In a 29-page paper, the government has vetoed reconsidering auto-enrolment rules to take account of savers being given greater access to their pension pots under new pension freedoms.
Providers were asked should there be an exception to the auto-enrolment requirements for employees who wish to flexibly-access their pension rights.
According to the government’s response to the consultation of draft regulations on technical changes to auto-enrolment, the “overwhelming response” from respondees was that such an exception is not appropriate.
A number of responses stated an exception could place ‘unwanted burdens’ on employers having to consider information provided to them by the employee and to come to a decision of whether or not to enrol.
“Some of these individuals who may flexibly-access their pension rights may be relatively low earners who are part of the target audience for automatic enrolment, and won’t have contributions paid that are anywhere near £10,000 so there is no obvious reason for them to be excluded.”
The paper also confirmed the government feels “it is not appropriate” for employers to auto-enrol an employee who is protected from tax charges under enhanced or fixed protection provisions given these are not the target audience for automatic enrolment.
As a result the requirement to automatically enrol and provide information to employees with tax protected status who would then need to opt-out has been removed.
The government has also clarified that where a worker or jobholder cancels membership of a qualifying scheme, during the 12 month period following that event, the employer has a discretion to enrol or re-enrol the worker.
After that 12-month period, the duty to enrol is lifted until the next automatic re-enrolment date. The 12-month rule therefore also applies where a jobholder cancels membership within 12 months of automatic re-enrolment.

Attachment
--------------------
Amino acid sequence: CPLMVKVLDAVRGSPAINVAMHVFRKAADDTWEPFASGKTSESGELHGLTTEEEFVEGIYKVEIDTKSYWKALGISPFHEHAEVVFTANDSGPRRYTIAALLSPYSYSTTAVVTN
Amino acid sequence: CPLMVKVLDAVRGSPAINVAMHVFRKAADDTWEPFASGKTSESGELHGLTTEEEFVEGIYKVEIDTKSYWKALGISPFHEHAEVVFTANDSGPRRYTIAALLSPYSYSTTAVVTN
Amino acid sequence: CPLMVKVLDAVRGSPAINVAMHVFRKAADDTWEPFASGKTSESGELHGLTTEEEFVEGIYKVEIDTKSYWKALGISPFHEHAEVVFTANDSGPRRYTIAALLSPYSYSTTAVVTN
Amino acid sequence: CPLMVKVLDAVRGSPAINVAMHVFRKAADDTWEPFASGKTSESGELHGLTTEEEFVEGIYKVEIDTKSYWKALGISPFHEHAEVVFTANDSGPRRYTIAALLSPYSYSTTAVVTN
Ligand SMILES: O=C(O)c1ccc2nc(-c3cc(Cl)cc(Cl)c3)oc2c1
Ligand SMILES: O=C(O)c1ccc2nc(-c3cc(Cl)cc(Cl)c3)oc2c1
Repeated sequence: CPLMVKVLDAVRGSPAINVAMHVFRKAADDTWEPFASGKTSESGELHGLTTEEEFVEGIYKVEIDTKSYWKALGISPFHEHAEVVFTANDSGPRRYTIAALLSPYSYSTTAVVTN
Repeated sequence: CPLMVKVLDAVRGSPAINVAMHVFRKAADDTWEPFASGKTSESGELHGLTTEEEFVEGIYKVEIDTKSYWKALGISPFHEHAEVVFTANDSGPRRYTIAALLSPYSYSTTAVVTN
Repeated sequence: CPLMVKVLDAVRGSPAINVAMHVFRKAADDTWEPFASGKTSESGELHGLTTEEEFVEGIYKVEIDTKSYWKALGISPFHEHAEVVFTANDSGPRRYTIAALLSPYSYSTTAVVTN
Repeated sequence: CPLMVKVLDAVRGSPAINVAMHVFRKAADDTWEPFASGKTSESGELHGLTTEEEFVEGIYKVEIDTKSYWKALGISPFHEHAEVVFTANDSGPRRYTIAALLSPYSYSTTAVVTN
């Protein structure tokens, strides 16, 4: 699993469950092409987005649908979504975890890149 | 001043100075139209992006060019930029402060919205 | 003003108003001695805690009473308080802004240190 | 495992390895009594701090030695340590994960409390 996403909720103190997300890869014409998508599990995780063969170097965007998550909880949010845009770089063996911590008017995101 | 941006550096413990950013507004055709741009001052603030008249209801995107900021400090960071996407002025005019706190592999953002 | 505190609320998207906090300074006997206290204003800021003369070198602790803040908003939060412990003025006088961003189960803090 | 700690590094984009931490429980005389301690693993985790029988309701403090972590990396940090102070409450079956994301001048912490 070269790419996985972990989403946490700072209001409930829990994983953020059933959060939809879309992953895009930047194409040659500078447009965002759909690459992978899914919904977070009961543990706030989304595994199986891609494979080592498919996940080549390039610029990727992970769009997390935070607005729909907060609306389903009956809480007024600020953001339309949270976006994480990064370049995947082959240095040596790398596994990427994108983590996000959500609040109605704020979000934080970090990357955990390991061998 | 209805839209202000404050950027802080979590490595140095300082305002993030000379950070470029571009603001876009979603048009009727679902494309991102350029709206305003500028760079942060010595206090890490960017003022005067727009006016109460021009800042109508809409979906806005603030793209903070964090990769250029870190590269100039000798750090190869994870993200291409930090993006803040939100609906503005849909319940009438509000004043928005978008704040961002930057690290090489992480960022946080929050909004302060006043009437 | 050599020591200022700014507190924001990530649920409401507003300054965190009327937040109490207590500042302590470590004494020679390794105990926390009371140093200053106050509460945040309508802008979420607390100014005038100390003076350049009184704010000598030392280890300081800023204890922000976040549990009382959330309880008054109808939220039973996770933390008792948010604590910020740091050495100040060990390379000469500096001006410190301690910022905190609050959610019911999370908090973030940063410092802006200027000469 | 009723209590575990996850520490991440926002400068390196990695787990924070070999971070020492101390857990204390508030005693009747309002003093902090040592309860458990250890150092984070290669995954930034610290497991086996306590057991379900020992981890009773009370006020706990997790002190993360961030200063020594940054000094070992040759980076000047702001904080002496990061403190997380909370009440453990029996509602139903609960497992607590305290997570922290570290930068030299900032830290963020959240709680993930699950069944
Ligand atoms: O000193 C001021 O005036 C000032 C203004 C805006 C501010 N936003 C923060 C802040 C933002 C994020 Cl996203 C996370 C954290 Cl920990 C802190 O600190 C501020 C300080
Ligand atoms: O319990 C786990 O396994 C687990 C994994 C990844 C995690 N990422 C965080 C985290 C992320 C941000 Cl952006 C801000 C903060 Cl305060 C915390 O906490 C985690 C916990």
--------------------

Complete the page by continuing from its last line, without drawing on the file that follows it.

Accordingly, if the employer staged during or after the 12-month period following a worker’s cancellation of his or her membership, there would be no duty to automatically enrol that worker until the next cyclical re-enrolment date.
In a bid to slash the amount of paperwork that has to be handed out to employees, the government is also ditching the requirement for employers to inform an individual of their right to opt-in or join following a change of circumstance.
The current legislation means there are five different pieces of information that an employer must give to different types of worker about what is happening to them under automatic enrolment.
The requirements are complicated and can require more than one communication or notice to be given to the same person in quick succession.
This has led to a degree of confusion for the individual and imposes an unnecessary burden on employers because they need to constantly assess their workforce and send different letters to different workers.
Separately, there are also the postponement notices, which enable the employer to exercise their choice to use postponement and issue a notice to defer the automatic enrolment date.